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 I've been using other microcontrollers in a project which communicate with each other through digital pins. The uCs are too slow, so I need to upgrade to Arduinos. The problem is, I can't find specifics anywhere & I've already apparently blown up one of my Nanos.

  First of all, how do I wire them together? Do I pull down to ground on the input, or up to 5v? What size resistor do I use? Do I put a resistor on the output, and what size? Why, when I use resistors, do the other uCs (or the other Arduino) power up with no Vcc hooked up to them?

  Second, what is the exact protocol? Data bits, stop bits, parity, and does the line idle high or low?

  Third, what do I have to do with the code to get it to work? I've read the SoftwareSerial routines on this site, and nothing has worked yet. Also, the Arduino seems to have some weird logical rules, I've got "If" statements that seem to run all the time, regardless of the condition being tested.

   I'm trying to send three-byte data packets from one to the other...
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... communicate with each other through digital pins ...

This is a bit vague. You could be using async serial, I2C, SPI, or some homebrew protocol.

Assuming for the moment you are using serial, you connect all the grounds together, as a reference point. Then the Tx (transmit) from one goes to Rx (receive) of the other. And vice-versa if you want two-way communication. To daisy-chain is going to get fiddlier. You might want to think about I2C which lets you connect up to 119 devices by simply connecting Gnd, SDA and SCL together (not swapped). Having said that there are some wire-length considerations because of capacitance.

I2C requires a single set of pull-up resistors. A lot of detail is here:

http://www.gammon.com.au/i2c

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What size resistor do I use? Do I put a resistor on the output, and what size? Why, when I use resistors, do the other uCs (or the other Arduino) power up with no Vcc hooked up to them?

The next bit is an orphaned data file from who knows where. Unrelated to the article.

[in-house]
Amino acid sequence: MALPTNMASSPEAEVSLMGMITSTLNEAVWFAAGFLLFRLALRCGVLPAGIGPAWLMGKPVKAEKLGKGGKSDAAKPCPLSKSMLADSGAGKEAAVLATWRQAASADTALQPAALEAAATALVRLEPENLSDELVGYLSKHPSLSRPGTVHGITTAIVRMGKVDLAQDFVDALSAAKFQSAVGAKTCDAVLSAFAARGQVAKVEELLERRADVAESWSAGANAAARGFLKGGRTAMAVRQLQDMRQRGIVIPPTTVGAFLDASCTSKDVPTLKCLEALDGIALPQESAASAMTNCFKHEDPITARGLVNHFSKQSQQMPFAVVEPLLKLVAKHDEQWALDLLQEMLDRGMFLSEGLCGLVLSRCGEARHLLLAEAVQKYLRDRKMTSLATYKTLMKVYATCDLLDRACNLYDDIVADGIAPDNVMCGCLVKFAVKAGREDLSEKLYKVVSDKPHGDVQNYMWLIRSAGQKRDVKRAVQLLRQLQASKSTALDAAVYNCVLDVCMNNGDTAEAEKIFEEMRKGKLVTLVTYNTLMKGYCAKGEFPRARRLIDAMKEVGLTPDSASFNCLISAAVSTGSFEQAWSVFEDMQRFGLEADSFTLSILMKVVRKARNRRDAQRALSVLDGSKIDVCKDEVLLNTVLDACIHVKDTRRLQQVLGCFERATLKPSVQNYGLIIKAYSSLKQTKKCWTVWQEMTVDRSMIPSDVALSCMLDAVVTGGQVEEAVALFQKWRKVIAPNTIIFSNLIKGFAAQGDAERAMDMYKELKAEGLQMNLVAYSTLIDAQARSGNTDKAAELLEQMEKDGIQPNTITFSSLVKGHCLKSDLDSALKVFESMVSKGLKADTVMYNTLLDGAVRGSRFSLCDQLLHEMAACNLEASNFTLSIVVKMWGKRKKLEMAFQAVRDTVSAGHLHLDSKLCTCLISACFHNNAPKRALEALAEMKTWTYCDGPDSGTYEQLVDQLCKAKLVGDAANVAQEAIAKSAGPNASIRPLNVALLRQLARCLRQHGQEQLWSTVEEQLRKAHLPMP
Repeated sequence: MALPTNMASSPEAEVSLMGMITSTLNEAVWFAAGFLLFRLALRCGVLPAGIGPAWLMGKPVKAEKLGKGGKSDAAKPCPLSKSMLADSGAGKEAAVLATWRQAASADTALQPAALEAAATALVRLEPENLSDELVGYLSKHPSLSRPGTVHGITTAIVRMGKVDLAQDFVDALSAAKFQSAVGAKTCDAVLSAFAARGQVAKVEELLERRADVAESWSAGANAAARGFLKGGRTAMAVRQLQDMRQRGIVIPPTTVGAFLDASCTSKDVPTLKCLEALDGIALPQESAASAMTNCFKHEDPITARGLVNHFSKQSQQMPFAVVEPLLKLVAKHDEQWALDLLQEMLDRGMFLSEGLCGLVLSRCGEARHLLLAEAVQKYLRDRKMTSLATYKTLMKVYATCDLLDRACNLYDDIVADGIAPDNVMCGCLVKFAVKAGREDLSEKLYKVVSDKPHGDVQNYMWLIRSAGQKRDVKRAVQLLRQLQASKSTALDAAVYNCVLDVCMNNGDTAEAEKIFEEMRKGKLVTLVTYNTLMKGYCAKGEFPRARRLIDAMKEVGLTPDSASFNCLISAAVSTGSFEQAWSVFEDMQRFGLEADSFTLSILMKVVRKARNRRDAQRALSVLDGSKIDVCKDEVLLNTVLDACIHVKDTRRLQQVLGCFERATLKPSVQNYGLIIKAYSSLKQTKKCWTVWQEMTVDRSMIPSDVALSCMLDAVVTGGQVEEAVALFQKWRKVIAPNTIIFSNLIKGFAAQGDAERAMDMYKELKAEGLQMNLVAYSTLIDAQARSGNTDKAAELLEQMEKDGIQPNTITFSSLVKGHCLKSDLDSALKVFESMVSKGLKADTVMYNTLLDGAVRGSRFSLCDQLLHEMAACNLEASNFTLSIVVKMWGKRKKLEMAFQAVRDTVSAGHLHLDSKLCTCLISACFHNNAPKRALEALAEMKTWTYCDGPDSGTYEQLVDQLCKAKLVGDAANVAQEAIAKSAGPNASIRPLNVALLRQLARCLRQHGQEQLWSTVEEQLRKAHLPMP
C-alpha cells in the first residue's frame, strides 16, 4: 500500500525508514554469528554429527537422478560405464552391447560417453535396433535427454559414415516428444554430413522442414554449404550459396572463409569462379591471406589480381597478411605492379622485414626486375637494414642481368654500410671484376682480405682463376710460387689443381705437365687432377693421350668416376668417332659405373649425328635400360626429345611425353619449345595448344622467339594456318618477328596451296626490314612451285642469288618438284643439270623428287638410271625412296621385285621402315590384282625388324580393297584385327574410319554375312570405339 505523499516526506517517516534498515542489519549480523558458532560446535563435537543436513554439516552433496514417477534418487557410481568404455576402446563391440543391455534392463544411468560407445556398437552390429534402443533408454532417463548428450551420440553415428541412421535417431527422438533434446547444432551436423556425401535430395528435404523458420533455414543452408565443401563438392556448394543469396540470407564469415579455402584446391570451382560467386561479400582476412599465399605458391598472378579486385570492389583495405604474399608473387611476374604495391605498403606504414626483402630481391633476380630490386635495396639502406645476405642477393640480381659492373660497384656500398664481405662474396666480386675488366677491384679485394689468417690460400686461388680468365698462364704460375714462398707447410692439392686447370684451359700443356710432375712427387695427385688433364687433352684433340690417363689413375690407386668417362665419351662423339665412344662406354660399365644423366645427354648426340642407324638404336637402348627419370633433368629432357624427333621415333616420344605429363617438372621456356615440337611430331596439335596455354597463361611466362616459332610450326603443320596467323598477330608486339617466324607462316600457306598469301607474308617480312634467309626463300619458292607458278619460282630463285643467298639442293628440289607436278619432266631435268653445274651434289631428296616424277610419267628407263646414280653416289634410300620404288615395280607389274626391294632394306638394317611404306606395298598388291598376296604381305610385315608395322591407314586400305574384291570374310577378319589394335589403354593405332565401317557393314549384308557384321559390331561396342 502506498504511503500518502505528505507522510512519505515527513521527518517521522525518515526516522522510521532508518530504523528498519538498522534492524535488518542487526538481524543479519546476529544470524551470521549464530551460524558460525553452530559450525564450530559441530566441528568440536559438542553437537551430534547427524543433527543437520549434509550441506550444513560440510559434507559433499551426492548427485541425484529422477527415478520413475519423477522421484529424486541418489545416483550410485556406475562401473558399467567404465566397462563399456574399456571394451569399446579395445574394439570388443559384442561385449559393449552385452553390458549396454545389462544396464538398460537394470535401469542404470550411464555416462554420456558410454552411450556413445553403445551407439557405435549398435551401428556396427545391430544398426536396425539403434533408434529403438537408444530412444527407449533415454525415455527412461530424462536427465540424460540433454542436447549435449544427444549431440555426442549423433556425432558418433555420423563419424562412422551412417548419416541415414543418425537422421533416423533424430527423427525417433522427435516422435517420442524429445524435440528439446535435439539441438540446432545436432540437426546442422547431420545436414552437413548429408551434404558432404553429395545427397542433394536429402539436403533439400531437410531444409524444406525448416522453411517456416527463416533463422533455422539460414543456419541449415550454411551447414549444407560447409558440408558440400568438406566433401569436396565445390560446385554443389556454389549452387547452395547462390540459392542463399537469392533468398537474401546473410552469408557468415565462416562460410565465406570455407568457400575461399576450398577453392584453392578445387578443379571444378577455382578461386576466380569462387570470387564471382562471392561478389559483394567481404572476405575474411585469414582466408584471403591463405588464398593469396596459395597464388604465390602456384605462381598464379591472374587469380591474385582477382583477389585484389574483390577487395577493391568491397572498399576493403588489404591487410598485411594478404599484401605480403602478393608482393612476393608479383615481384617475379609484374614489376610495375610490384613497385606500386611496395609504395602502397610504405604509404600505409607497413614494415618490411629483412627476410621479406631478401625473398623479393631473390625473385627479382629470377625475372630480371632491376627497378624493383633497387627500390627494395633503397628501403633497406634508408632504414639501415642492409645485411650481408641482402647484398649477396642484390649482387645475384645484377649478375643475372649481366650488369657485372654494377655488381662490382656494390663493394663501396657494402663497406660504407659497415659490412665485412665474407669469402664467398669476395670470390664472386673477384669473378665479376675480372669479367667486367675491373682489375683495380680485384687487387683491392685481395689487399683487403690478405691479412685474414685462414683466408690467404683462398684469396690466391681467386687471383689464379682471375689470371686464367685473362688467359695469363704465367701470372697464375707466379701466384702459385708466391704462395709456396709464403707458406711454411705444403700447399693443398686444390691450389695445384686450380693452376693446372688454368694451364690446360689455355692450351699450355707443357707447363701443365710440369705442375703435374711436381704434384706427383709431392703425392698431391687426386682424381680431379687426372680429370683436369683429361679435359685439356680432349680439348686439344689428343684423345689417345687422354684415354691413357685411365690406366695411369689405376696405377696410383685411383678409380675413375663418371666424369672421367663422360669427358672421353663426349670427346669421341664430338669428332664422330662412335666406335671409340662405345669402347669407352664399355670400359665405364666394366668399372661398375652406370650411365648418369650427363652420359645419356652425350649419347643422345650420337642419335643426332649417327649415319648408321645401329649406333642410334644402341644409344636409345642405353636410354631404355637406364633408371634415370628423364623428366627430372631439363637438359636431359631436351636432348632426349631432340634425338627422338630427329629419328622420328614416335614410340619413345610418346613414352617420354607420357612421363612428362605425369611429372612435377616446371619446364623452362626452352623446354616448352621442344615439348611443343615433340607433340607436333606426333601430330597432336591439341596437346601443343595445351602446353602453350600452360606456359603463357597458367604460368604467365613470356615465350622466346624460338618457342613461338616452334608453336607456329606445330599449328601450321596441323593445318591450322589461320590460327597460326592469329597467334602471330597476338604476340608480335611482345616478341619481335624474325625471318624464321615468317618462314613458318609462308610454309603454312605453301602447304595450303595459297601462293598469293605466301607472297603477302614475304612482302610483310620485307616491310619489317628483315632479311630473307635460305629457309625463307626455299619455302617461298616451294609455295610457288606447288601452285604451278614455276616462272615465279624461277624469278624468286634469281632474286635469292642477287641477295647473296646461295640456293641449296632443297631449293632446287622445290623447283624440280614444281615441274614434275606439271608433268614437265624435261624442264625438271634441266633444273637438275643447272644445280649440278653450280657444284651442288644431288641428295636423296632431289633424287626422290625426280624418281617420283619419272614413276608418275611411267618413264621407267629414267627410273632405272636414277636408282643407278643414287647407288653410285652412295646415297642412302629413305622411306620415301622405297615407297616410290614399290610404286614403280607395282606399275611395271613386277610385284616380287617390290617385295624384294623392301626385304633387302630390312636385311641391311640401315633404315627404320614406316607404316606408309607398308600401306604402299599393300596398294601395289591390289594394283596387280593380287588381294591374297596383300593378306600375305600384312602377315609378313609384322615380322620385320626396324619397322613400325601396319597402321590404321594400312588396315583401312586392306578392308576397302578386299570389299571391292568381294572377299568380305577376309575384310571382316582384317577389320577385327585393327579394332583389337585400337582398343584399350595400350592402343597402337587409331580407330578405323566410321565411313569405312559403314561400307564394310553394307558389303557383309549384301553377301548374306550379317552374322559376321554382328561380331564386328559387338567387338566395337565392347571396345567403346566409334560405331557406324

I'd have to see your circuit to comment. But with a resistor some current will still flow. It sounds odd they are powering up by just connecting the digital pins. In fact it is probably unwise to apply current to the digital pins if they are not powered in some way. You could just connect all the VCCs together (plus all the GNDs) if you had a power supply that could supply enough current.

If you aren't sure, maybe post a quick sketch (diagram) of what you are proposing to do.
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Also, the Arduino seems to have some weird logical rules,
No it does not, it is just plane C code

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I've got "If" statements that seem to run all the time, regardless of the condition being tested.
My money is on the fact that you have ended the if statement with a colon.
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>My money is on the fact that you have ended the if statement with a colon.

 You lose. I'm using the example code in the "softserial" section on this site.

>In fact it is probably unwise to apply current to the digital pins if they are not powered in some way.

  I don't WANT the other arduino powered. I've tried putting resistors on the digital pins, but it's still powering up, and now I'm getting "sync" errors so I'm pretty sure my Nano is screwed. I have to wait until a new one comes in before I can continue troubleshooting. How can I stop them from powering up?
 
  I've had no problems with serial comm on Basic Stamps, PICAXES or the BX-24. They all talk to each other just fine, but the Arduinos aren't getting any info, and the example routines don't work.
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>My money is on the fact that you have ended the if statement with a colon.

 You lose. I'm using the example code in the "softserial" section on this site.
Whoosh. That was hint to post your code. Went completely over your head, apparently.
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>In fact it is probably unwise to apply current to the digital pins if they are not powered in some way.

  I don't WANT the other arduino powered.